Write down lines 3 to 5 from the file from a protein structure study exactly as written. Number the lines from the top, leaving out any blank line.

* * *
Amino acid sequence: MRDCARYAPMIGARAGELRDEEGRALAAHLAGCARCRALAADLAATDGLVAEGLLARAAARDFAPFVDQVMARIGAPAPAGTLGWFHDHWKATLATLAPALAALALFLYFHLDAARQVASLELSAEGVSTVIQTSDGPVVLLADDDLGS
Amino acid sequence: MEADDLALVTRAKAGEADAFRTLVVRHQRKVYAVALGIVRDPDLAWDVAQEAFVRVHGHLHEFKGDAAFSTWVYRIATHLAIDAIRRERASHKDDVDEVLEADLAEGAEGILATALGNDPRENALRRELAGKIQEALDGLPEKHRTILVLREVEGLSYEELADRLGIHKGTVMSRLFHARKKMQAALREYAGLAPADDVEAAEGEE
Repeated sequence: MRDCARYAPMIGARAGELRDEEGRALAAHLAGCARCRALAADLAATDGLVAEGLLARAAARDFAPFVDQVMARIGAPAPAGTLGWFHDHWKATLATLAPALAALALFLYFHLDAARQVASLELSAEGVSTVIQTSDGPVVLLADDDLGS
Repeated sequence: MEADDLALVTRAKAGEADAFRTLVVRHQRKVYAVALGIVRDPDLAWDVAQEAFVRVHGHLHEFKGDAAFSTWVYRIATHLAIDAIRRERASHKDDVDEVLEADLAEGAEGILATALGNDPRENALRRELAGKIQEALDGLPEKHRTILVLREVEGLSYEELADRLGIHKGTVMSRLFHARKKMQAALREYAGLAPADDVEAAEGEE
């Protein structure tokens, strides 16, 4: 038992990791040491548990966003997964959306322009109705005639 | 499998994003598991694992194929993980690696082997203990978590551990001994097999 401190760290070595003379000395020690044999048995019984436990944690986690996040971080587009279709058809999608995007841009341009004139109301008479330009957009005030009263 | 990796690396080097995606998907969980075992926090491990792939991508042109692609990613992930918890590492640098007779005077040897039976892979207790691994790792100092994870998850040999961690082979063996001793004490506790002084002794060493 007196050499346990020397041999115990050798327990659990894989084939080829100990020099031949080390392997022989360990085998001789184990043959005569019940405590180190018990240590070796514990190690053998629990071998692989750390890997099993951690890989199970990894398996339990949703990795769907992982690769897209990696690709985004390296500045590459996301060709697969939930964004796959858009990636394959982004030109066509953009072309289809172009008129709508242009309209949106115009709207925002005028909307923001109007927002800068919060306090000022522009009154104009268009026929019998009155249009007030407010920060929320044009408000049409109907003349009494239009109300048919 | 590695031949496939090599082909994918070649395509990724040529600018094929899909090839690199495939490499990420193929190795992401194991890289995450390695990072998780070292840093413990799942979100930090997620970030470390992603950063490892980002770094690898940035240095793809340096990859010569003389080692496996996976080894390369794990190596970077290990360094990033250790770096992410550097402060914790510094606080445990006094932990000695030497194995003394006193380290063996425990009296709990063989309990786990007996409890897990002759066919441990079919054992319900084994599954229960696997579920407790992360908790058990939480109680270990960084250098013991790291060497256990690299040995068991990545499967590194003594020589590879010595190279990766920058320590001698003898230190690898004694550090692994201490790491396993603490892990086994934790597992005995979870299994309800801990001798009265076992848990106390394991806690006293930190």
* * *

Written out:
Repeated sequence: MRDCARYAPMIGARAGELRDEEGRALAAHLAGCARCRALAADLAATDGLVAEGLLARAAARDFAPFVDQVMARIGAPAPAGTLGWFHDHWKATLATLAPALAALALFLYFHLDAARQVASLELSAEGVSTVIQTSDGPVVLLADDDLGS
Repeated sequence: MEADDLALVTRAKAGEADAFRTLVVRHQRKVYAVALGIVRDPDLAWDVAQEAFVRVHGHLHEFKGDAAFSTWVYRIATHLAIDAIRRERASHKDDVDEVLEADLAEGAEGILATALGNDPRENALRRELAGKIQEALDGLPEKHRTILVLREVEGLSYEELADRLGIHKGTVMSRLFHARKKMQAALREYAGLAPADDVEAAEGEE
């Protein structure tokens, strides 16, 4: 038992990791040491548990966003997964959306322009109705005639 | 499998994003598991694992194929993980690696082997203990978590551990001994097999 401190760290070595003379000395020690044999048995019984436990944690986690996040971080587009279709058809999608995007841009341009004139109301008479330009957009005030009263 | 990796690396080097995606998907969980075992926090491990792939991508042109692609990613992930918890590492640098007779005077040897039976892979207790691994790792100092994870998850040999961690082979063996001793004490506790002084002794060493 007196050499346990020397041999115990050798327990659990894989084939080829100990020099031949080390392997022989360990085998001789184990043959005569019940405590180190018990240590070796514990190690053998629990071998692989750390890997099993951690890989199970990894398996339990949703990795769907992982690769897209990696690709985004390296500045590459996301060709697969939930964004796959858009990636394959982004030109066509953009072309289809172009008129709508242009309209949106115009709207925002005028909307923001109007927002800068919060306090000022522009009154104009268009026929019998009155249009007030407010920060929320044009408000049409109907003349009494239009109300048919 | 590695031949496939090599082909994918070649395509990724040529600018094929899909090839690199495939490499990420193929190795992401194991890289995450390695990072998780070292840093413990799942979100930090997620970030470390992603950063490892980002770094690898940035240095793809340096990859010569003389080692496996996976080894390369794990190596970077290990360094990033250790770096992410550097402060914790510094606080445990006094932990000695030497194995003394006193380290063996425990009296709990063989309990786990007996409890897990002759066919441990079919054992319900084994599954229960696997579920407790992360908790058990939480109680270990960084250098013991790291060497256990690299040995068991990545499967590194003594020589590879010595190279990766920058320590001698003898230190690898004694550090692994201490790491396993603490892990086994934790597992005995979870299994309800801990001798009265076992848990106390394991806690006293930190």